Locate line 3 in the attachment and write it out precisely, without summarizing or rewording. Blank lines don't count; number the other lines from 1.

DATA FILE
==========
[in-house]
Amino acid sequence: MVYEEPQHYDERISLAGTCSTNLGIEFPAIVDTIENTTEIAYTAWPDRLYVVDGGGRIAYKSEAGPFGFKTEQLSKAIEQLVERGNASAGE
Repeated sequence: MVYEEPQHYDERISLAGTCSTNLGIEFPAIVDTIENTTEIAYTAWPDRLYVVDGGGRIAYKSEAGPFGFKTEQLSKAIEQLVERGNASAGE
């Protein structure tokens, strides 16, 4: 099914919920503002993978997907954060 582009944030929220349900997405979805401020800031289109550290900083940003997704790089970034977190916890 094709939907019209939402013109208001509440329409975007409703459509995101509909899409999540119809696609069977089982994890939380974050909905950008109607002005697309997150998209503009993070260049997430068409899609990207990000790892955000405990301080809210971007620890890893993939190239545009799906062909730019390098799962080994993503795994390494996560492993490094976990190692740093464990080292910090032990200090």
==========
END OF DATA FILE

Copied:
Repeated sequence: MVYEEPQHYDERISLAGTCSTNLGIEFPAIVDTIENTTEIAYTAWPDRLYVVDGGGRIAYKSEAGPFGFKTEQLSKAIEQLVERGNASAGE